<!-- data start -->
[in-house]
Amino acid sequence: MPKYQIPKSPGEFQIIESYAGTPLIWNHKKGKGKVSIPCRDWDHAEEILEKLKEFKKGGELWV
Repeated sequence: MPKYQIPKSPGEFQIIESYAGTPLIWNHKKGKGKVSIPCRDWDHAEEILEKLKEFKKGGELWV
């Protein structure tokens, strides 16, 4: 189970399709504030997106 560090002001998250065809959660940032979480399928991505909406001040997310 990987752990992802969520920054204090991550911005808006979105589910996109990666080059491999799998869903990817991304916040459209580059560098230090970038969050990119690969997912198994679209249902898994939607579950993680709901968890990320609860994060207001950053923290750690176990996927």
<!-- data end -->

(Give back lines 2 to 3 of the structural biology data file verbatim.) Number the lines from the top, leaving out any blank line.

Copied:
Amino acid sequence: MPKYQIPKSPGEFQIIESYAGTPLIWNHKKGKGKVSIPCRDWDHAEEILEKLKEFKKGGELWV
Repeated sequence: MPKYQIPKSPGEFQIIESYAGTPLIWNHKKGKGKVSIPCRDWDHAEEILEKLKEFKKGGELWV